I am writing in the hope of persuading pastors to read Paul R. Hinlicky’s recent books. They meet a crying need for the sort of books that were published in previous generations by authors like Gustaf Wingren, William Lazareth, Gerhard Forde, David Scaer, and Robert Jenson. Their books have helped pastors to orient themselves and their flocks, and Hinlicky’s books do, too. I recommend that you begin with Luther and the Beloved Community…

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Review of “The Deliverance of God” by Douglas A. Campbell

Salvation has been understood in terms of “justification by faith” for a long time. While the phrase itself is important in a few of Paul’s letters, what is “justification by faith” in all of its complexity? And is it the best or even most Biblically accurate construal of salvation? According to Douglas Campbell “justification by faith” has taken on a particular yet very complex form—one that cannot be pinned to one tradition, but touches all in some way. It has developed over time and influences the very bedrock of commonplace Christian thought and practice. It is married to a particular reading of Romans 1-4, yet it is fundamentally not Pauline. For Douglas Campbell, this understanding of salvation which shapes Christian existence has several problems as it has come to be understood and needs to go. This is the burden of Campbell’s book, The Deliverance of God, which contains 936 pages of text and 241 pages of endnotes—both full of complex argumentation—toward this end…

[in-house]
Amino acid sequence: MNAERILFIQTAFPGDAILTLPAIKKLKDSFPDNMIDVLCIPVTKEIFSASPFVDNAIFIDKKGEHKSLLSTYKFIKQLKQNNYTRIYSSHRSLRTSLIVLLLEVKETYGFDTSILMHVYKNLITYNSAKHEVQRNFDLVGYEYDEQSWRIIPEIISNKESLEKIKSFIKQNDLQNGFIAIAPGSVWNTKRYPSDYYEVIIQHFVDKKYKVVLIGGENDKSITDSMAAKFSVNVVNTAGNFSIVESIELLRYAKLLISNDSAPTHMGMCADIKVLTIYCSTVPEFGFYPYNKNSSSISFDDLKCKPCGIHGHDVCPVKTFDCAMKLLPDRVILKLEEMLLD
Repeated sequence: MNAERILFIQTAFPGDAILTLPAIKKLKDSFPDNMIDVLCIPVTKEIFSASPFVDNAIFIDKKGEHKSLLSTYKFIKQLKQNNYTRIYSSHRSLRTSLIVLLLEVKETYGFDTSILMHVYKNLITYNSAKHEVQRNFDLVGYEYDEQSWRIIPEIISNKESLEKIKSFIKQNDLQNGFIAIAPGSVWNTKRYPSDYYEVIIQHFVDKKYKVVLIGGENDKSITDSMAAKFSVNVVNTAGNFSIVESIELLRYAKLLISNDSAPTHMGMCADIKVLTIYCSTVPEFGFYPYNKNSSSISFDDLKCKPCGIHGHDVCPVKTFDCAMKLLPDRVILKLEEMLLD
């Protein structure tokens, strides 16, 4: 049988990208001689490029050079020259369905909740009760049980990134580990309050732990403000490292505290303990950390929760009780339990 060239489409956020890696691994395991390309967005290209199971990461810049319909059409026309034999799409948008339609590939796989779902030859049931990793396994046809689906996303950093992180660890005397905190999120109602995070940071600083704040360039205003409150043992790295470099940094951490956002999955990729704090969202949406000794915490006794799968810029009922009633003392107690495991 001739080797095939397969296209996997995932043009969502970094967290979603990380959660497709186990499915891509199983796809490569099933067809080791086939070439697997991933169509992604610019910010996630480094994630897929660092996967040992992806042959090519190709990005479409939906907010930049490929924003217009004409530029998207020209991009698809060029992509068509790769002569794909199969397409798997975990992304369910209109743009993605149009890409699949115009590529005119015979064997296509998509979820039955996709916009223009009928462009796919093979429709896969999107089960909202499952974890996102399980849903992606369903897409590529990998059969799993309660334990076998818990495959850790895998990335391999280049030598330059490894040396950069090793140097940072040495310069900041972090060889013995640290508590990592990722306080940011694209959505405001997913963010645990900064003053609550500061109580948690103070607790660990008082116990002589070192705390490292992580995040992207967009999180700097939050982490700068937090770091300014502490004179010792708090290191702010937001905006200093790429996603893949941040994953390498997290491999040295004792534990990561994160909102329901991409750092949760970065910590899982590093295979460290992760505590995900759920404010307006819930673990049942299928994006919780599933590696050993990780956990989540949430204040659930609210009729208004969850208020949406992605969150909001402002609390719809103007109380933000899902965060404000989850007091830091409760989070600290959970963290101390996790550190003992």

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Review of “New Book of Festivals and Commemorations” by Philip H. Pfatteicher

Though published five years ago already, I only just came across this revision of Pfatteicher’s Festivals and Commemorations: Handbook to the Calendar in Lutheran Book of Worship, which was published in 1980, two years after the LBW itself. That older hymnal had done much to introduce a renewed if still modest form of the observance of saint days among American Lutherans—a practice that has precedent in modern European Lutheran churches—and the companion volume was to give further context and information about the saints to be commemorated. The 2008 book has a more ambitious goal: it is a proposal for a common, ecumenical calendar of saints, analogous to the Revised Common Lectionary…